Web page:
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1.  Pancreatic stone protein (PSP) and pancreatitis-associated protein (PAP): a protocol of a cohort study on the diagnostic efficacy and prognostic value of PSP and PAP as postoperative markers of septic complications in patients undergoing abdominal surgery (PSP study) 
BMJ Open  2014;4(3):e004914.
Introduction
Major abdominal surgery leads to a postoperative systemic inflammatory response, making it difficult to discriminate patients with systemic inflammatory response syndrome from those with a beginning postoperative infectious complication. At present, physicians have to rely on their clinical experience to differentiate between the two. Pancreatic stone protein (PSP) and pancreatitis-associated protein (PAP), both secretory proteins produced by the pancreas, are dramatically increased during pancreatic disease and have been shown to act as acute-phase proteins. Increased levels of PSP have been detected in polytrauma patients developing sepsis and PSP has shown a high diagnostic accuracy in discriminating the severity of peritonitis and in predicting death in intensive care unit patients. However, the prognostic value of PSP/PAP for infectious complications among patients undergoing major abdominal surgery is unknown.
Methods and analysis
160 patients undergoing major abdominal surgery will be recruited preoperatively. On the day before surgery, baseline blood values are attained. Following surgery, daily blood samples for measuring regular inflammatory markers (c-reactive protein, procalcitonin, interleukin-6, tumour necrosis factor-α and leucocyte counts) and PSP/PAP will be acquired. PSP/PAP will be measured using a validated ELISA developed in our research laboratory. Patient's discharge marks the end of his/her trial participation. Complication grade including mortality and occurrence of infectious postoperative complications according to validated diagnostic criteria will be correlated with PSP/PAP values. Total intensive care unit days and total length of stay will be recorded as further outcome parameters.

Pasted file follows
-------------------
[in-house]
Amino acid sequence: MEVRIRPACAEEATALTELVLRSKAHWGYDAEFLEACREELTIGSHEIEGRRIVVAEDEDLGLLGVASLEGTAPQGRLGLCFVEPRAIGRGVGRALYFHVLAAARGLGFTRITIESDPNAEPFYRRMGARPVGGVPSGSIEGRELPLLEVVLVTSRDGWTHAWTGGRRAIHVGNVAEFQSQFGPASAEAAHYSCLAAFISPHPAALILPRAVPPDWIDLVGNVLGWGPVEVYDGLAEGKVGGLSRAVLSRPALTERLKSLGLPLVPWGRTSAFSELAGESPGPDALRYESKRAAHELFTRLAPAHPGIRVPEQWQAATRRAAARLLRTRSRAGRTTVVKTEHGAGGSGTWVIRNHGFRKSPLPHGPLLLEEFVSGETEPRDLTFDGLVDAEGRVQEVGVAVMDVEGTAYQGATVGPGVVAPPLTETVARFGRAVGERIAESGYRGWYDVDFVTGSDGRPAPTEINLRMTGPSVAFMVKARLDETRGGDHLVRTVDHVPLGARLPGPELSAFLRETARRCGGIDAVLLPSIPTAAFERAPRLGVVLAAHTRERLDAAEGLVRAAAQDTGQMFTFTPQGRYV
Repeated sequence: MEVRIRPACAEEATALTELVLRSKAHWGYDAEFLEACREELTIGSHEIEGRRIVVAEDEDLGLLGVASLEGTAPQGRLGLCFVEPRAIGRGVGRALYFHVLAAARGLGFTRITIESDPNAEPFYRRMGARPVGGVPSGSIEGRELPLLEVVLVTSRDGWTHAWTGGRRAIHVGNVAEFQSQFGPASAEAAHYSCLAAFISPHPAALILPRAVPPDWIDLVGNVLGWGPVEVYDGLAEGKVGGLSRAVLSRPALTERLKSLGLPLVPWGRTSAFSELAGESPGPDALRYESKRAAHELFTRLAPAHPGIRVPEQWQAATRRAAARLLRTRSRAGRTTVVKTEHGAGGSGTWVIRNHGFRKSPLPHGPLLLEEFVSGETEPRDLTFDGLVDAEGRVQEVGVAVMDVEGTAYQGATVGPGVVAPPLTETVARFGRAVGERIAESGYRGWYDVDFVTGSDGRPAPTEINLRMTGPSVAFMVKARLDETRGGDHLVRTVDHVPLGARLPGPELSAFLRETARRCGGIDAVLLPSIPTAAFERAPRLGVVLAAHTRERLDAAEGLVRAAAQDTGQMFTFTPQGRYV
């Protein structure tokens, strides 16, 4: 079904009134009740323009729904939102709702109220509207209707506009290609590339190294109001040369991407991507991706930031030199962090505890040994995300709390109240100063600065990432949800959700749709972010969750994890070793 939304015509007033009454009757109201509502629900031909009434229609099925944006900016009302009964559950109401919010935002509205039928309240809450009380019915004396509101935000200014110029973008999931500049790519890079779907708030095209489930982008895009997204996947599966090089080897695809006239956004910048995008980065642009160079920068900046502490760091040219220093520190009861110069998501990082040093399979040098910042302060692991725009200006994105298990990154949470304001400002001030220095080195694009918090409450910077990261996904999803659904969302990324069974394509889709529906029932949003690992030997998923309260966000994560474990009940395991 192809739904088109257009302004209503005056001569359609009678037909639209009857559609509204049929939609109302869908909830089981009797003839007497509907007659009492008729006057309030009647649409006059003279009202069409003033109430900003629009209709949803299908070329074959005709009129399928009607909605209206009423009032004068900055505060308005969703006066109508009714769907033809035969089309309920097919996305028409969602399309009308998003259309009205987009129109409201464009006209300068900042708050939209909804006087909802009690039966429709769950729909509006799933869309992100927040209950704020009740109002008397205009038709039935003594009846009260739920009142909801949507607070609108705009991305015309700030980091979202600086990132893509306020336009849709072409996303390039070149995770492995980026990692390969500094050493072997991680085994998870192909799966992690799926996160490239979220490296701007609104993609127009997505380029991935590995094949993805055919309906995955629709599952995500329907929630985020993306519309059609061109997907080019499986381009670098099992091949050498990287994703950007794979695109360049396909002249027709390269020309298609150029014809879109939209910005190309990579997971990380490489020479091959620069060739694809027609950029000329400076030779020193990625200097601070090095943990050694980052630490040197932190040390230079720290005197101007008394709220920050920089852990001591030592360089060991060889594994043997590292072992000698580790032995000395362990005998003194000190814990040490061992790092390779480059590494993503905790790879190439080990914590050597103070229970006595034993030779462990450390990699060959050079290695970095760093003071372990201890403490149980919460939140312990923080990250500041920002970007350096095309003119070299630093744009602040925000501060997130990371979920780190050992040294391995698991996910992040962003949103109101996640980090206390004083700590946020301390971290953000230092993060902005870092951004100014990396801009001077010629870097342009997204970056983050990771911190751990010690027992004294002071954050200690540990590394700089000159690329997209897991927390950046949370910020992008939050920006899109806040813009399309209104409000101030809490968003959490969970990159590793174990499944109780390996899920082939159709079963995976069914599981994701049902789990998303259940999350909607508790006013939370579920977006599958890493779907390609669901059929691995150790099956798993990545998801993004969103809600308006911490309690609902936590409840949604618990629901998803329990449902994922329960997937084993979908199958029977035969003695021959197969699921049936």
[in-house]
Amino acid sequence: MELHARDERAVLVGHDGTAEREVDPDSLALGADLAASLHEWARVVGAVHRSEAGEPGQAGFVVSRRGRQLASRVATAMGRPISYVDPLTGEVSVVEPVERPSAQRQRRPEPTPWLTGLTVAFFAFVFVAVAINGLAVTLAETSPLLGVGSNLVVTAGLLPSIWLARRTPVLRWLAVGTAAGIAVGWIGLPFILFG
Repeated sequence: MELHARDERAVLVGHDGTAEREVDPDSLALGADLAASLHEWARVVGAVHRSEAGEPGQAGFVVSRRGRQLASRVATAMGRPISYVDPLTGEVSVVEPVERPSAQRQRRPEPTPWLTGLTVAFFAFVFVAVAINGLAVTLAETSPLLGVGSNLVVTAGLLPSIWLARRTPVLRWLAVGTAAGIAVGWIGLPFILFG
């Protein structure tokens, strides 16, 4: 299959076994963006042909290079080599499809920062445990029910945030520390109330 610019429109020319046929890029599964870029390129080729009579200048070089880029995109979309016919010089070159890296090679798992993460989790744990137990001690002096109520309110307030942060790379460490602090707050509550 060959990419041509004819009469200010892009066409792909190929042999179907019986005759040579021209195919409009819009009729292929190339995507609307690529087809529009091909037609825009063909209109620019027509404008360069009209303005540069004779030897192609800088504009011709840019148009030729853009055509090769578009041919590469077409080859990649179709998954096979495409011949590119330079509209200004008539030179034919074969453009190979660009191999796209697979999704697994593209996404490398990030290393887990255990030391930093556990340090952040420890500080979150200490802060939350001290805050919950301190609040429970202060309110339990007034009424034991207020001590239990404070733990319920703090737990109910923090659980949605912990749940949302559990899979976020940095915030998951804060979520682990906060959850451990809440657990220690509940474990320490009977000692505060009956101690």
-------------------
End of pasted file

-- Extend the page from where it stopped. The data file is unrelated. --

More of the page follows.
Ethics and dissemination
The PSP trial is a prospective monocentric cohort study evaluating the prognostic value of PSP and PAP for postoperative infectious complications. In addition, a comparison with established inflammatory markers in patients undergoing major abdominal surgery will be performed to help evaluate the role of these proteins in predicting and diagnosing infectious and other postoperative complications.
Institution ethics board approval ID
KEKZH-Nr. STV 11-2009.
Trial registration
ClinicalTrials.gov: NCT01258179.
doi:10.1136/bmjopen-2014-004914
PMCID: PMC3948573  PMID: 24604486
2.  The value of pancreatic stone protein in predicting acute appendicitis in patients presenting at the emergency department with abdominal pain 
BMC Gastroenterology  2012;12:154.
Background
Pancreatic Stone Protein (PSP) is a protein naturally produced mainly in the pancreas and the gut. There is evidence from experimental and clinical trials that blood PSP levels rise in the presence of inflammation or infection. However, it is not known whether PSP is superior to other established blood tests (e.g. White Blood Count, Neutrophils or C - reactive protein) in predicting appendicitis in patients presenting with abdominal pain and a clinical suspicion of appendicitis at the emergency room.
Methods/design
The PSP Appendix Trial is a prospective, multi-center, cohort study to assess the value of PSP in the diagnostic workup of acute appendicitis. 245 patients will be prospectively recruited. Interim analysis will be performed once 123 patients are recruited. The primary endpoint of the study concerns the diagnostic accuracy of PSP in predicting acute appendicitis and therefore the evidence of appendicitis on the histopathological specimen after appendectomy.
Discussion
The PSP Appendix Trial is a prospective, multi-center, cohort study to assess the value of PSP in the diagnostic workup of acute appendicitis.
Trial registration
ClinicalTrials.gov: NCT01610193; Institution Ethical Board Approval ID: KEKZH- Nr. 2011–0501
doi:10.1186/1471-230X-12-154
PMCID: PMC3503734  PMID: 23098130
PSP; Pancreatic stone protein; Acute appendicitis; Abdominal pain

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